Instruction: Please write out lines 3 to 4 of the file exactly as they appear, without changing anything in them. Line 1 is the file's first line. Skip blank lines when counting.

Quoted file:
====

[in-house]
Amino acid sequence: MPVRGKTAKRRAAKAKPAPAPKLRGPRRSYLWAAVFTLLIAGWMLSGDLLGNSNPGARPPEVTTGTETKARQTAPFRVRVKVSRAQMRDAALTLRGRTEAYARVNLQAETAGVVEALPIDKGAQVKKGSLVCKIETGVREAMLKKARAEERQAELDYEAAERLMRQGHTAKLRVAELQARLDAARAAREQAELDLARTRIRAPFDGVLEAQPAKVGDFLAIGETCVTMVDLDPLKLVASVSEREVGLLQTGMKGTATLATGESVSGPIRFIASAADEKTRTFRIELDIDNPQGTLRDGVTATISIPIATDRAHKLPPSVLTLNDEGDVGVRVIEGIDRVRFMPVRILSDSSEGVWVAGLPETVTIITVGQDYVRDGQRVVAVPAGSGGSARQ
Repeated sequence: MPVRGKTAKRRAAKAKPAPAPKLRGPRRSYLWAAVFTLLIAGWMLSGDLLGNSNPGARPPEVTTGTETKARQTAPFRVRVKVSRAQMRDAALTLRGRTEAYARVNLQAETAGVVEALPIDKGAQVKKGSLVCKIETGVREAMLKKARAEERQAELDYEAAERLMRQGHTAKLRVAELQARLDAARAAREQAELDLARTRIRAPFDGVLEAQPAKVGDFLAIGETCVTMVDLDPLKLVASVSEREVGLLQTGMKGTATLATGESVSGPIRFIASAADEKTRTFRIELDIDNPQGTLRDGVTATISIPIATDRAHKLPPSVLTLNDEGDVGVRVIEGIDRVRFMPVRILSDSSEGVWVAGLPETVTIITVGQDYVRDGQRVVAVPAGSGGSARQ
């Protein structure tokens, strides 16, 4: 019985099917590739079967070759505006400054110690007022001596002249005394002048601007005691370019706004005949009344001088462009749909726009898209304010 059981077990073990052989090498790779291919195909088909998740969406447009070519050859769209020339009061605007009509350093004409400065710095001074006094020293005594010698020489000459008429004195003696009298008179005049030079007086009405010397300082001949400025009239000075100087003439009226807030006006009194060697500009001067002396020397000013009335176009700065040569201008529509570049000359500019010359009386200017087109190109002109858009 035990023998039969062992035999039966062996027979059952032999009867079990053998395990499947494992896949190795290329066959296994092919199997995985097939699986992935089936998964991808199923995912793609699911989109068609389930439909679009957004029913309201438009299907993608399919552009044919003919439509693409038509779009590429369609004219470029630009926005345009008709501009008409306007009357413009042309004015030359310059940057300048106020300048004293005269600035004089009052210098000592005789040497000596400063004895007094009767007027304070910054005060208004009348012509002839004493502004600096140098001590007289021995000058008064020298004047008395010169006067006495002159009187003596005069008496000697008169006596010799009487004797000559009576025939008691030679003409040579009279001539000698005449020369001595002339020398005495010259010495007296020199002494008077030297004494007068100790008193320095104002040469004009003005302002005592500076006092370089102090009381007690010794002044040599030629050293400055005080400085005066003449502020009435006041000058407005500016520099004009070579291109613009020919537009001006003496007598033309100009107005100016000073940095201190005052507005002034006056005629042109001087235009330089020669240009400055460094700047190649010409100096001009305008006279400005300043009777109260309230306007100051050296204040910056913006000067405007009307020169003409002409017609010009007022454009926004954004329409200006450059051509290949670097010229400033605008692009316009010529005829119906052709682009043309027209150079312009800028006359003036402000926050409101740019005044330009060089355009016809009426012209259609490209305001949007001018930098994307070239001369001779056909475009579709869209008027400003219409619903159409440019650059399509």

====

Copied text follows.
Repeated sequence: MPVRGKTAKRRAAKAKPAPAPKLRGPRRSYLWAAVFTLLIAGWMLSGDLLGNSNPGARPPEVTTGTETKARQTAPFRVRVKVSRAQMRDAALTLRGRTEAYARVNLQAETAGVVEALPIDKGAQVKKGSLVCKIETGVREAMLKKARAEERQAELDYEAAERLMRQGHTAKLRVAELQARLDAARAAREQAELDLARTRIRAPFDGVLEAQPAKVGDFLAIGETCVTMVDLDPLKLVASVSEREVGLLQTGMKGTATLATGESVSGPIRFIASAADEKTRTFRIELDIDNPQGTLRDGVTATISIPIATDRAHKLPPSVLTLNDEGDVGVRVIEGIDRVRFMPVRILSDSSEGVWVAGLPETVTIITVGQDYVRDGQRVVAVPAGSGGSARQ
């Protein structure tokens, strides 16, 4: 019985099917590739079967070759505006400054110690007022001596002249005394002048601007005691370019706004005949009344001088462009749909726009898209304010 059981077990073990052989090498790779291919195909088909998740969406447009070519050859769209020339009061605007009509350093004409400065710095001074006094020293005594010698020489000459008429004195003696009298008179005049030079007086009405010397300082001949400025009239000075100087003439009226807030006006009194060697500009001067002396020397000013009335176009700065040569201008529509570049000359500019010359009386200017087109190109002109858009 035990023998039969062992035999039966062996027979059952032999009867079990053998395990499947494992896949190795290329066959296994092919199997995985097939699986992935089936998964991808199923995912793609699911989109068609389930439909679009957004029913309201438009299907993608399919552009044919003919439509693409038509779009590429369609004219470029630009926005345009008709501009008409306007009357413009042309004015030359310059940057300048106020300048004293005269600035004089009052210098000592005789040497000596400063004895007094009767007027304070910054005060208004009348012509002839004493502004600096140098001590007289021995000058008064020298004047008395010169006067006495002159009187003596005069008496000697008169006596010799009487004797000559009576025939008691030679003409040579009279001539000698005449020369001595002339020398005495010259010495007296020199002494008077030297004494007068100790008193320095104002040469004009003005302002005592500076006092370089102090009381007690010794002044040599030629050293400055005080400085005066003449502020009435006041000058407005500016520099004009070579291109613009020919537009001006003496007598033309100009107005100016000073940095201190005052507005002034006056005629042109001087235009330089020669240009400055460094700047190649010409100096001009305008006279400005300043009777109260309230306007100051050296204040910056913006000067405007009307020169003409002409017609010009007022454009926004954004329409200006450059051509290949670097010229400033605008692009316009010529005829119906052709682009043309027209150079312009800028006359003036402000926050409101740019005044330009060089355009016809009426012209259609490209305001949007001018930098994307070239001369001779056909475009579709869209008027400003219409619903159409440019650059399509």